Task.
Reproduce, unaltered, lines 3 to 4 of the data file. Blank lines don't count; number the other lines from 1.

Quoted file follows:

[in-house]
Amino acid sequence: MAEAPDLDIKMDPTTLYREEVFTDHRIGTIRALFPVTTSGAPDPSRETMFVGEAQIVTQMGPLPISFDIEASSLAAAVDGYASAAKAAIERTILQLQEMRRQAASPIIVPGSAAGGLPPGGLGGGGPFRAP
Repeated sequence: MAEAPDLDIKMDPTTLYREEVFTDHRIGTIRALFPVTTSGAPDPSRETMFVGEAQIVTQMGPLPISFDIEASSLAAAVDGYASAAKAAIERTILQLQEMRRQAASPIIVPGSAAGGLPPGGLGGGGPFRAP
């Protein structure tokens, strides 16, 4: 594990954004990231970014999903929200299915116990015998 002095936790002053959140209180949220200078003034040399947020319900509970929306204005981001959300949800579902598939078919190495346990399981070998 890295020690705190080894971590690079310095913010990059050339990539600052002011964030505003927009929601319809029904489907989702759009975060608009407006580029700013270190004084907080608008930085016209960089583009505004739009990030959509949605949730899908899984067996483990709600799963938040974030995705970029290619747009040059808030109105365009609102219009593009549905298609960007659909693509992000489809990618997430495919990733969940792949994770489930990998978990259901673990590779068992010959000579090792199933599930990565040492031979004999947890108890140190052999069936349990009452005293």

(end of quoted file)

Repeated sequence: MAEAPDLDIKMDPTTLYREEVFTDHRIGTIRALFPVTTSGAPDPSRETMFVGEAQIVTQMGPLPISFDIEASSLAAAVDGYASAAKAAIERTILQLQEMRRQAASPIIVPGSAAGGLPPGGLGGGGPFRAP
């Protein structure tokens, strides 16, 4: 594990954004990231970014999903929200299915116990015998 002095936790002053959140209180949220200078003034040399947020319900509970929306204005981001959300949800579902598939078919190495346990399981070998 890295020690705190080894971590690079310095913010990059050339990539600052002011964030505003927009929601319809029904489907989702759009975060608009407006580029700013270190004084907080608008930085016209960089583009505004739009990030959509949605949730899908899984067996483990709600799963938040974030995705970029290619747009040059808030109105365009609102219009593009549905298609960007659909693509992000489809990618997430495919990733969940792949994770489930990998978990259901673990590779068992010959000579090792199933599930990565040492031979004999947890108890140190052999069936349990009452005293």